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The Past, Present and Future of Network Security

An Interview with Paul Hooper, CEO of Gigamon

Gigamon recently rang the New York Stock Exchange's famed closing bell in celebration of the unveiling of their call-to-arms for companies around the world. The NYSE spoke with Gigamon's CEO, Paul Hooper, about their mission and his thoughts on the current and future state of network security.

To start, can you describe Gigamon and its mission?
Paul Hooper: Gigamon is a 12-year-old company that was founded on the emerging need for improved visibility into network traffic. As networks become increasingly critical to our lives and everything we do, the volume of information on those networks continues to grow. This is why understanding what is happening on them is absolutely essential in order to manage, monitor and secure those environments. Gigamon is focused on helping companies establish improved visibility into the traffic and information that is flowing through and across their networks.

Gigamon CEO Paul Hooper at the New York Stock Exchange Gigamon recently issued what it described as a Call-to-Arms to companies across the world. Tell us what that was and how you want companies to respond.
Mr. Hooper: Our call to arms is “We Fight Smart,” and the premise behind the call is that the attackers are winning. The number of penetrations at private enterprises, federal locations and national infrastructure centers continues to increase, and at the same time so does the investment in the amount of technology deployed to stop them. Something’s not working. The security solutions are not preventing what they need to prevent, so we believe that the battle isn’t being fought in the right way.

Going forward, our objective, along with a large cohort of the world’s leading security vendors, is to say it’s time to change the game. It’s time to fight smart. So let’s engage in a dialogue over how we can work together to secure, manage and monitor infrastructure. Together, we are stronger; our combined technologies can see the threats earlier, isolate and eliminate them faster.

Gigamon talks about “The Hidden Man” as its icon of security threats. Describe him, what he wants and how companies defeat him.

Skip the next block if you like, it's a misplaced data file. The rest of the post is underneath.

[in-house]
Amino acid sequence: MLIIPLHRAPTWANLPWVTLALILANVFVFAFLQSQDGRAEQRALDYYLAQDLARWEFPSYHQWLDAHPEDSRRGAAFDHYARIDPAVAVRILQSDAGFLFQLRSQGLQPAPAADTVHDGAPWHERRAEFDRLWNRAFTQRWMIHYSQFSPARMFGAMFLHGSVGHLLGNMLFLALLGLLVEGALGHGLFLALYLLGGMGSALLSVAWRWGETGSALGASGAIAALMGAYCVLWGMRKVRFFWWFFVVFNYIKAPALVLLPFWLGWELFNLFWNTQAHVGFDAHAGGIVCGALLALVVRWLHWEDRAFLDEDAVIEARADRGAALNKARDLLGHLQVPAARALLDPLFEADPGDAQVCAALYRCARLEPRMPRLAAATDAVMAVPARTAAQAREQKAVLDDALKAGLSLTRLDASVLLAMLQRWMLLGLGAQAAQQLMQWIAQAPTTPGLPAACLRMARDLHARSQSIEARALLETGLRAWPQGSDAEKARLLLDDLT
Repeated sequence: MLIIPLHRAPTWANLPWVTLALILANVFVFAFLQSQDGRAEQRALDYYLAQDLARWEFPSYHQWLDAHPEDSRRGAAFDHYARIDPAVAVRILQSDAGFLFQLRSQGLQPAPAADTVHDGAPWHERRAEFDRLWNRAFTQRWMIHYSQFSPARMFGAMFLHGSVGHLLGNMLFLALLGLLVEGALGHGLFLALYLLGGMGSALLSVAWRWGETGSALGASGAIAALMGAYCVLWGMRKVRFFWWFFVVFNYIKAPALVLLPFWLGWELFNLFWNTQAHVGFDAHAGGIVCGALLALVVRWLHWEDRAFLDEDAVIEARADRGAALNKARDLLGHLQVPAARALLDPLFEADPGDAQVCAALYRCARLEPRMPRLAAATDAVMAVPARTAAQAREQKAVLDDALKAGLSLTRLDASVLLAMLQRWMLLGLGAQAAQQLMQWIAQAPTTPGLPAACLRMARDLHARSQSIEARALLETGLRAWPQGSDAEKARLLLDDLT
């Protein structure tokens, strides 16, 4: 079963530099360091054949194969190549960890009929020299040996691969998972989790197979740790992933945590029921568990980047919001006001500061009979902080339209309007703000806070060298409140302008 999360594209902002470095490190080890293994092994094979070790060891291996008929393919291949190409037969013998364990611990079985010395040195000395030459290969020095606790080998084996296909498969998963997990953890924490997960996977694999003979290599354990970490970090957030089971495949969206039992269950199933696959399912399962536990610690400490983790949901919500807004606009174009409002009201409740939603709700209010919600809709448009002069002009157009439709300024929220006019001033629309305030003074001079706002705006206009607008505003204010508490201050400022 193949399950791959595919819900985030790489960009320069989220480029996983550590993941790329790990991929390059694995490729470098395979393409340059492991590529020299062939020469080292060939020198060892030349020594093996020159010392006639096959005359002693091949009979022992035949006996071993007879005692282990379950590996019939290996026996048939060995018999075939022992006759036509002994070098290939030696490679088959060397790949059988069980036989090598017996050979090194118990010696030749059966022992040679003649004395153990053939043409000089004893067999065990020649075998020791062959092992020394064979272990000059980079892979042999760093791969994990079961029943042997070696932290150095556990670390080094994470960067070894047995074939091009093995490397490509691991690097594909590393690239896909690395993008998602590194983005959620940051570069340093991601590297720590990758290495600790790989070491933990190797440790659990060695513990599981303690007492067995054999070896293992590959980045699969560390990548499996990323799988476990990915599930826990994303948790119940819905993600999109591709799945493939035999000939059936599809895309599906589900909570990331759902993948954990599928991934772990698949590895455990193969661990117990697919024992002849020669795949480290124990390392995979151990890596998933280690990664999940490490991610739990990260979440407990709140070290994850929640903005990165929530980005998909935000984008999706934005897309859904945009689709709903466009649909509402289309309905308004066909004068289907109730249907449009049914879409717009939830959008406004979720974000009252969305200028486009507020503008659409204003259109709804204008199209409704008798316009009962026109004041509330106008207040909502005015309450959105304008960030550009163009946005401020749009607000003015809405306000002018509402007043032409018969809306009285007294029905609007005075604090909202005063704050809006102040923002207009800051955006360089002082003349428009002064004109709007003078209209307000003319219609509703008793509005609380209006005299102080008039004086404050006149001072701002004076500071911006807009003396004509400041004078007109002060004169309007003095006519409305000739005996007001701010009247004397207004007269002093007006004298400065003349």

Mr. Hooper: Well, that’s the key thing. No one knows who the hidden man is. However, we do know what he wants — and that’s anything he can translate into value for himself. That could mean taking assets, intellectual property exfiltration, stealing credit card information, the resale of personal identity information, any number of things.

We know for sure the thieves are out there . . . 97% of enterprises have been compromised to one degree or another and it takes an average of 120 days to identify a breach. In that time-window, the hidden man is walking around data centers all over the world taking whatever he wants.

Who is he? We don’t know. What does he want? Anything that he can turn into a profit. What are we doing about it? That’s what ‘We Fight Smart’ is all about. We want people to come together and shine a spotlight on him.

Gigamon states that the GigaSECURE platform is not necessarily meant to replace existing security apparatus, it is meant to enhance its effectiveness. Can you describe that relationship in more detail?
Mr. Hooper: It’s a relationship built around both effectiveness and efficiency. In other words, with the GigaSECURE platform the flow of information to security appliances is calibrated and controlled to make them as effective as they can possibly be. If they’re not getting enough information, they can’t react. If they receive too much, they’re going to be overwhelmed, which reduces their effectiveness.

If you shape the information flow and make sure they get just the right amount, at the right time, in the right location, with the right profile, the efficiency and effectiveness of the attached security devices improve dramatically.

How has the CISO role changed over the years?
Mr Hooper: It used to be that the CEO didn’t sleep; now it’s the CISO who’s not sleeping. The CISO role has evolved dramatically as security has gone from being a necessary evil – some might call it an insurance policy – to being front and center in IT investment. Last year, $77 billion dollars was spent on security and, as I said earlier, 97% of enterprises have been compromised. That’s why we’re finding a lot of support for our message amongst CISOs and it’s why we are trying to take a different approach with a different architecture.

How do you see the relationship between the CISO and the CEO evolving? Do they need to work more closely together?